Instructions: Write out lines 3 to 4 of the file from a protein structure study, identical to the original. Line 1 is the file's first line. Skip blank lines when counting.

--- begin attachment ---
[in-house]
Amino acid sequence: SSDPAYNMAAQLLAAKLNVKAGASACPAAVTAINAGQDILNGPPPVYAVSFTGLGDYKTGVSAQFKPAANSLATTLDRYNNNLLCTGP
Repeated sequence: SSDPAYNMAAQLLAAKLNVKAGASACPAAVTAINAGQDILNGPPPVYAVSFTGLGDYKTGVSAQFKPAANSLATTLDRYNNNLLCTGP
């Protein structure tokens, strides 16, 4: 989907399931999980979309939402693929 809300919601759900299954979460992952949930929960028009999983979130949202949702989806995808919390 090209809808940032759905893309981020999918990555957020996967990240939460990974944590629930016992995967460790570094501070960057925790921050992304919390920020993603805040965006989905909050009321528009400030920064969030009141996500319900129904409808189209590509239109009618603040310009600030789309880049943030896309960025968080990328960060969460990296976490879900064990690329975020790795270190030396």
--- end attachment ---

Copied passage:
Repeated sequence: SSDPAYNMAAQLLAAKLNVKAGASACPAAVTAINAGQDILNGPPPVYAVSFTGLGDYKTGVSAQFKPAANSLATTLDRYNNNLLCTGP
């Protein structure tokens, strides 16, 4: 989907399931999980979309939402693929 809300919601759900299954979460992952949930929960028009999983979130949202949702989806995808919390 090209809808940032759905893309981020999918990555957020996967990240939460990974944590629930016992995967460790570094501070960057925790921050992304919390920020993603805040965006989905909050009321528009400030920064969030009141996500319900129904409808189209590509239109009618603040310009600030789309880049943030896309960025968080990328960060969460990296976490879900064990690329975020790795270190030396």